In Ukraine, there is more pluralism, but also here the Soviet legacy is strongly discernible. After the so-called Orange Revolution in 2004-2005 the new president, Viktor Yushchenko, embarked on a policy of instrumentalising history, tasking government institutions with the production of an edifying version of the past. On the one hand, this narration presented Soviet rule as genocidal, culminating in the famine of 1932-1933 which, since the 1980s, is often referred to as the Holodomor. On the other, a glorification of Ukrainian nationalist organisations of the World War II era, notably the Organisation of Ukrainian Nationalists (OUN) and the Ukrainian Insurgent Army (UPA). In 2015, a package of laws were passed criminalising "disrespect" for these groups. This has proven highly contentious, as both groups were involved in mass ethnic violence targeting Jews, Poles, and other minorities, and has led to protests from many quarters, including the European Union, Poland and Israel. Partially as a response to the Ukrainian legislation, Poland in 2016 officially recognized the OUN and UPA massacres of 70,000-100,000 Poles in 1943-1944 as a genocide.
RL: What are the challenges of doing research in this region? Which archives have proved particularly fruitful?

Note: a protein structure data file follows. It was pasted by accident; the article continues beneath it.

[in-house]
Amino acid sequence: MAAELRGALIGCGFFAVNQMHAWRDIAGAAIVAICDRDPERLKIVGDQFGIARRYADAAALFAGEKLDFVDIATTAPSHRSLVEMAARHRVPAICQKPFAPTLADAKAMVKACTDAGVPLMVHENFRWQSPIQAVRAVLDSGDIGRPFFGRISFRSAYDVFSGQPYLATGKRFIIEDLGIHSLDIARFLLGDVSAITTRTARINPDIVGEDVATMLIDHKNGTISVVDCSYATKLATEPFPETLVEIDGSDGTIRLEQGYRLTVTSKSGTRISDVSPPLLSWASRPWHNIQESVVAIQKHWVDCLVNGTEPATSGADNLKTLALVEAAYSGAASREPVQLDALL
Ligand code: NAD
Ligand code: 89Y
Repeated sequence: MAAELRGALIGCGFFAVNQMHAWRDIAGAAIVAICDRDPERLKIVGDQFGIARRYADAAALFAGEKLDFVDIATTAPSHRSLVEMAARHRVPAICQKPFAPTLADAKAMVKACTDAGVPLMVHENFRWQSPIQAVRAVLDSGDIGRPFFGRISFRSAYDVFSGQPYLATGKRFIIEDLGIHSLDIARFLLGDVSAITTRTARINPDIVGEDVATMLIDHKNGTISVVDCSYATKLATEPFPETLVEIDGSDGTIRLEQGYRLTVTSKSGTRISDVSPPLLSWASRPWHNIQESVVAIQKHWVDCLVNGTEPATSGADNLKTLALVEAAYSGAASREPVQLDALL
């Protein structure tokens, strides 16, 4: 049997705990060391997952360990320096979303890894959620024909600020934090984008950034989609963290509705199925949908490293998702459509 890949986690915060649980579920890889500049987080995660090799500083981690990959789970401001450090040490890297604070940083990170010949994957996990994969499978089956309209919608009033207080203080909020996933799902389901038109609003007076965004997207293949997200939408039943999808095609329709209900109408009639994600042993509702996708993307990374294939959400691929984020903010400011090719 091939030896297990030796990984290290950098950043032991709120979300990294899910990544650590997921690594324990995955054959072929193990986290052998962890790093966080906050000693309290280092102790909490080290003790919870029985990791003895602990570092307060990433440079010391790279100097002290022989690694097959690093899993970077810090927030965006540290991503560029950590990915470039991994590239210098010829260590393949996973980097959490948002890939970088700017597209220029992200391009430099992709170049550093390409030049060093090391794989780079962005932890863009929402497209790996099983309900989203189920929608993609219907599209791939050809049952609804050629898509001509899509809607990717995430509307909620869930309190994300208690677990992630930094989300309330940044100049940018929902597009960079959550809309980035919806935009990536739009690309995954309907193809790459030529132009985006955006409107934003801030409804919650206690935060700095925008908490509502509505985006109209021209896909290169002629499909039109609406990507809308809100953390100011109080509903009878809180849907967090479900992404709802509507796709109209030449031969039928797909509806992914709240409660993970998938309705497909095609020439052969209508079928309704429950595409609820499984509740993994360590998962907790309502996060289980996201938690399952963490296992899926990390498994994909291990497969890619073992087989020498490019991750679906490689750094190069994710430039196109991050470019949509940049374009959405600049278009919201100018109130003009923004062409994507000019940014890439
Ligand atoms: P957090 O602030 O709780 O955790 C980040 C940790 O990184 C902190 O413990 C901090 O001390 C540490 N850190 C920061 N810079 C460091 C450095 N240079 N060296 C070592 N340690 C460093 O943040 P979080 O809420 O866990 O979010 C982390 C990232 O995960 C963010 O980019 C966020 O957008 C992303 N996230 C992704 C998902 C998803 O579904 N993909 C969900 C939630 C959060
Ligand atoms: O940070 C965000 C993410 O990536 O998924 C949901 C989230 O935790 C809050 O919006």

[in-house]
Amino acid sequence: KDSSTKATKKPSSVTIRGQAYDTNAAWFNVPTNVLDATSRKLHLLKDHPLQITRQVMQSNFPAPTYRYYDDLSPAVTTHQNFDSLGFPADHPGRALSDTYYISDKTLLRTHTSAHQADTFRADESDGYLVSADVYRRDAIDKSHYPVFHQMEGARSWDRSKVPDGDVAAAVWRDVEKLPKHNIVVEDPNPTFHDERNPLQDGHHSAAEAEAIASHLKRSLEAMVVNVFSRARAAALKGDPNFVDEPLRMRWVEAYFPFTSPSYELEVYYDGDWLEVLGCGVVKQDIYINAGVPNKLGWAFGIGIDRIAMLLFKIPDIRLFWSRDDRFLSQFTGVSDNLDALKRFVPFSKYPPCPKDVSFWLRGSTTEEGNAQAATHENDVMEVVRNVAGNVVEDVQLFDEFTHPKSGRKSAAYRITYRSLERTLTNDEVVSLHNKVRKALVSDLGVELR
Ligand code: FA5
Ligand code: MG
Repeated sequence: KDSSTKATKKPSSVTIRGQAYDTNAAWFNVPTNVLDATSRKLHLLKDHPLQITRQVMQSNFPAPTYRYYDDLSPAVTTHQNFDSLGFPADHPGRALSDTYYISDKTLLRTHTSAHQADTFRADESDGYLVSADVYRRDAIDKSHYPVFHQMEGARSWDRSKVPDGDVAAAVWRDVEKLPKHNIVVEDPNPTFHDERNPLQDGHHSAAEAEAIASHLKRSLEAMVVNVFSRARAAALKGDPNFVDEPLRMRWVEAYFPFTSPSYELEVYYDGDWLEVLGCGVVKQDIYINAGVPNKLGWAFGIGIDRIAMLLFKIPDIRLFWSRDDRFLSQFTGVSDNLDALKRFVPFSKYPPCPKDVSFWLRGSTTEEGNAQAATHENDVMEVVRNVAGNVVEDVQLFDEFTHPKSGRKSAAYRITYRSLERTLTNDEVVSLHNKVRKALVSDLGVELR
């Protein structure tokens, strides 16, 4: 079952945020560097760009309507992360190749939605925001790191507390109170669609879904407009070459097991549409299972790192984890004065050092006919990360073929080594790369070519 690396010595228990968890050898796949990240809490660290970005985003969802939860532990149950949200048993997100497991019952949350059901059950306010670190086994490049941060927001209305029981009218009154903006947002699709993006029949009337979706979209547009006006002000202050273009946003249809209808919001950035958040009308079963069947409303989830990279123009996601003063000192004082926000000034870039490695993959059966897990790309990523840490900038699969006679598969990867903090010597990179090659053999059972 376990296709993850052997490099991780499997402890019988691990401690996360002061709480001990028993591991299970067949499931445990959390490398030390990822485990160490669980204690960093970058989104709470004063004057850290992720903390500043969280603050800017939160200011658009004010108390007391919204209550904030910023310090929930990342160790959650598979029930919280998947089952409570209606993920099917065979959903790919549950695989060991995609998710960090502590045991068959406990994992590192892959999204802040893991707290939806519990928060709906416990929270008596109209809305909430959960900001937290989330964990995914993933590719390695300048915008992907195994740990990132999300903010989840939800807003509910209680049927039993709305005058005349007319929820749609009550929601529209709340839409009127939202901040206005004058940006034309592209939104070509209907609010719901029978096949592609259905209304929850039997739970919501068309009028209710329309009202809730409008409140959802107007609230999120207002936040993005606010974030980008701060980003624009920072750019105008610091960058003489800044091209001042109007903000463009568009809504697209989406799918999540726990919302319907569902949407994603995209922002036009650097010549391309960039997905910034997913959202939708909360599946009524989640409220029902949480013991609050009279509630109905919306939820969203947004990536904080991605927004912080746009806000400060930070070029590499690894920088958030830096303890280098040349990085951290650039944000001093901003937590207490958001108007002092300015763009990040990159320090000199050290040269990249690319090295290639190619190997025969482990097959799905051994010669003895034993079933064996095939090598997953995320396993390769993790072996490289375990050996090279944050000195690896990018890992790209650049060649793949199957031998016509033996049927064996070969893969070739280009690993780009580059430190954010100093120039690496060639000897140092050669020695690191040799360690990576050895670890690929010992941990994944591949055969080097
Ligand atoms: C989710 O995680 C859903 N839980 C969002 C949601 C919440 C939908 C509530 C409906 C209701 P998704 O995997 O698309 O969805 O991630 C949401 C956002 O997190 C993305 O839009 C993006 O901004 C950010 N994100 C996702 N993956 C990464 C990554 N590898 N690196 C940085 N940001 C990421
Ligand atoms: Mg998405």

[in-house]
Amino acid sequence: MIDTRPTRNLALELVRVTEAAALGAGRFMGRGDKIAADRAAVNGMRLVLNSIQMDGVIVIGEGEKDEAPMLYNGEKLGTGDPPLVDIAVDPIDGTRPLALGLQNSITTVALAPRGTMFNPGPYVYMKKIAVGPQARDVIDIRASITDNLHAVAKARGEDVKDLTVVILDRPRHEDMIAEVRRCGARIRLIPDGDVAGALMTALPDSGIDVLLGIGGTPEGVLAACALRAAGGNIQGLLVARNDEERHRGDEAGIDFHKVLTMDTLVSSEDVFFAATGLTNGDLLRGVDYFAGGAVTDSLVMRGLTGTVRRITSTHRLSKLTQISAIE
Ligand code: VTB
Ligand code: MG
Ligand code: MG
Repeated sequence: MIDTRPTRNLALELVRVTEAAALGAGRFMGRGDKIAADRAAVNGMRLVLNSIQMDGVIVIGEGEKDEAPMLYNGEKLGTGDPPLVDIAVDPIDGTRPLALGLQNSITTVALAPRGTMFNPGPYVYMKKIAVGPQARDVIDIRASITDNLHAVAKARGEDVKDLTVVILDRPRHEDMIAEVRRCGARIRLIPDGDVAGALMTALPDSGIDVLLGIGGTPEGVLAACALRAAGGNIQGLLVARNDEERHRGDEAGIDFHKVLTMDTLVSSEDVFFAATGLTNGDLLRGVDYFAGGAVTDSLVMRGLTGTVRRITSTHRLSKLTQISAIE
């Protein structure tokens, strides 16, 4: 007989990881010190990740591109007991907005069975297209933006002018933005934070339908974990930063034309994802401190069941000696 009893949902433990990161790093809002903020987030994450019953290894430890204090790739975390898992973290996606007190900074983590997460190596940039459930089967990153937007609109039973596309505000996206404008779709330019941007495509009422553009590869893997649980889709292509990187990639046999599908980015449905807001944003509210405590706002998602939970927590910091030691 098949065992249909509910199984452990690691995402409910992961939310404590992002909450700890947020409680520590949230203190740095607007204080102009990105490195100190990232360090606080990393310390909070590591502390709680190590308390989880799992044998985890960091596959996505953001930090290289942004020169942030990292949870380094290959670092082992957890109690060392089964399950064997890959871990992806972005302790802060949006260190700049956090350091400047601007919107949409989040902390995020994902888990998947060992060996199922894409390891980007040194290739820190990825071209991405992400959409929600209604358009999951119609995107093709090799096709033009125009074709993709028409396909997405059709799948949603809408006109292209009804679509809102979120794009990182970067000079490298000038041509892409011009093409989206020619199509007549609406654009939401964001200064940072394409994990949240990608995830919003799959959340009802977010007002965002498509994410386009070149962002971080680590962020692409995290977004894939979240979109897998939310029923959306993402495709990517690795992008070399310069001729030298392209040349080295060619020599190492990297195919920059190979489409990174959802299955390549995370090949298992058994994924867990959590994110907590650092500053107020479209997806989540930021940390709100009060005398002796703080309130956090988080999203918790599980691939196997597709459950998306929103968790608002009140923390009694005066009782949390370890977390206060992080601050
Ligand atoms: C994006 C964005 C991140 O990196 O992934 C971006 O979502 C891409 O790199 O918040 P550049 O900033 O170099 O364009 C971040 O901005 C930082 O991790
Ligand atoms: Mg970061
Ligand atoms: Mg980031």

PR: The main challenge remains the politicization of the past. In theory, most Ukrainian archives should have been readily accessible already since 1993-1994. In reality, political interests and endemic corruption make access to archives random and selective, despite regular announcements by the Ukrainian Institute of National Memory that NOW the archives are readily available. Another legacy is the Soviet one; even though our understanding of the events that I am studying has greatly increased, most of the pathbreaking research is taking place outside of Ukraine and in languages inaccessible to most Ukrainians, including a significant part of its historians: English, German, and French. Thus, there is a widening gulf between what specialists doing research on political violence in Ukraine know, and what the general public thinks. Academically, this may be an issue concerning only a small group of academics, most of whom live outside Ukraine. But it is also a political issue when, say, the Ukrainian memory institute decides to erect a monument glorifying the OUN at the site of the single largest massacre of the Holocaust, where, in all likelihood, OUN paramilitaries were among the perpetrators of this atrocity. A national memory policy built upon half-truths and direct falsehoods not also opens the door to attacks from opponents of Ukrainian statehood, but it alienates the polity also from its western neighbors and creates obstacles for achieving its declared objectives of closer integration with its Western partners, be it Poland, the EU or NATO.